INVESTIGATIONS by West Yorkshire Fire Service last year led to six people being handed a total of 81 years' in prison.

At its most recent meeting West Yorkshire Fire Authority were given an update on all the arson cases the service's fire investigators had been involved with in the 2019/20 financial year.

The Fire Investigation Team are called to any suspicious fires, and determine whether the cause was deliberate. They are often called on to give evidence in court if these cases then progress to trial.

The Authority's Community Safety Committee met on Friday and heard that in the 2019/20 financial year, officers investigated the origin, cause and development of fire in 184 incidents.

This has led to eight convictions, including one that was saw a man responsible for a house fire in Leeds handed a hospital order, and others that saw the offenders imprisoned.

This included a case in Dewsbury where three men battered their friend, Jonathan Dews, to death then set fire to his house in a bid to cover up the murder.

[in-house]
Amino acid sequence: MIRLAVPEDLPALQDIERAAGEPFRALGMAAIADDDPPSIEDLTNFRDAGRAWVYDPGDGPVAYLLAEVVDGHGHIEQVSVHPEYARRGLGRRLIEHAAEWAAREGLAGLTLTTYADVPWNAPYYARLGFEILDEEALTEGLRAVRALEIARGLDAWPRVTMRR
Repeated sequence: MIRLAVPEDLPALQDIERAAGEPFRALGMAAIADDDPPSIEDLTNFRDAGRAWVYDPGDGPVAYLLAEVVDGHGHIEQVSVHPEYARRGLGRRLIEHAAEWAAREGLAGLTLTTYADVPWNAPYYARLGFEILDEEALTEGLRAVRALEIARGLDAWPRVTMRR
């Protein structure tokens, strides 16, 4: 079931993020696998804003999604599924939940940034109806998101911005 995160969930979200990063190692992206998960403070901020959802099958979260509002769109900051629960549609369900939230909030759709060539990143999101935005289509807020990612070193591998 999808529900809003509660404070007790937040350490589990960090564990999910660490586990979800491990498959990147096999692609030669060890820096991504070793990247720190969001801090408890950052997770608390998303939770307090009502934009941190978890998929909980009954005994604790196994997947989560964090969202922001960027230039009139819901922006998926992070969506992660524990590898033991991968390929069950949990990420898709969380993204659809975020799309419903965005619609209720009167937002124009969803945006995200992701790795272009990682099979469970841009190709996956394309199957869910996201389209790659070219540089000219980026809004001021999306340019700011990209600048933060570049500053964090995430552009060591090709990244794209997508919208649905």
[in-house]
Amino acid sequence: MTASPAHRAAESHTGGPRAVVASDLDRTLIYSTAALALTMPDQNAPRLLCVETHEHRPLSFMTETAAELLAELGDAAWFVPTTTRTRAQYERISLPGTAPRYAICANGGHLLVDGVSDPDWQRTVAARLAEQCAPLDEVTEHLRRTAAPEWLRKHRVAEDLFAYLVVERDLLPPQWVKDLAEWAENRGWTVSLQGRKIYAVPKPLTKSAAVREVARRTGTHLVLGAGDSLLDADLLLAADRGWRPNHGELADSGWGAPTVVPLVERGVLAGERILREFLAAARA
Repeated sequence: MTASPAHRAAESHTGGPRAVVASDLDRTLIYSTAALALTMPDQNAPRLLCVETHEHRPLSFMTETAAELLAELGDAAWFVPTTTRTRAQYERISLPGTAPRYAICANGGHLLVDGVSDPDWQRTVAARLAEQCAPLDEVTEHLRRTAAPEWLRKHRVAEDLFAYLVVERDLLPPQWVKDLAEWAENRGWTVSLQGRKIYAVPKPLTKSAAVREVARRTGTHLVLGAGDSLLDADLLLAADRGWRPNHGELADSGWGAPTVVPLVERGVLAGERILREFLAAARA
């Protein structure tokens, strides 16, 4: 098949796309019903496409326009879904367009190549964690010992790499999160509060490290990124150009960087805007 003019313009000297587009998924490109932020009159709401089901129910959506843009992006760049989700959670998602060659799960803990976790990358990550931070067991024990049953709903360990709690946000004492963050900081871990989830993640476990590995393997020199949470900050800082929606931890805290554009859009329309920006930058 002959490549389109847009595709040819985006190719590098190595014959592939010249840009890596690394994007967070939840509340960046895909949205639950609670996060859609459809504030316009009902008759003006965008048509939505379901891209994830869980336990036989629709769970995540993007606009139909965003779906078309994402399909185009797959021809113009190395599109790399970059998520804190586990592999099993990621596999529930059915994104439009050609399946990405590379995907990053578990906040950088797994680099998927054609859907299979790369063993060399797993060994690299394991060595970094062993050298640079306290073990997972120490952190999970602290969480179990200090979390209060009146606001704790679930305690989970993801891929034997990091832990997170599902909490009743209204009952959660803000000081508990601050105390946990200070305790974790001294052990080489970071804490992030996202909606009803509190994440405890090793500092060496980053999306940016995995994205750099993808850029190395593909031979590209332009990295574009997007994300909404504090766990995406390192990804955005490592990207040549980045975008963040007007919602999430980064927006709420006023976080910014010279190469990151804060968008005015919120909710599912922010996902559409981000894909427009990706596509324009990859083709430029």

A Bradford case saw Paul Hegney sentenced to 20 months after being found guilty of reckless arson. He had used lighter fluid to ignite a pile of clothes on the bed at his Incommunities home in Nottingham Road, Tyersal, on April 11 2019.

Arsonist Paul Hegney thought he'd killed his cat

At his court case it was heard Hegney was due to be evicted from the flat when he set it on fire.

A number of cases are awaiting a court date.

Leeds Councillor David Jenkins (Lab, Killingbeck and Seacroft) asked officers if the Committee could have a breakdown of arson cases where mental health may be a factor.

Deputy Chief Fire Officer - Dave Walton said it was not appropriate for fire investigators to determine the mental health of whoever was behind the fire. He added: "It is not our role to determine if a mental health condition is at play.

"It may be proven as part of a court case, but I don't want my crews to make educated guesses as to someone's mental health. It isn't appropriate."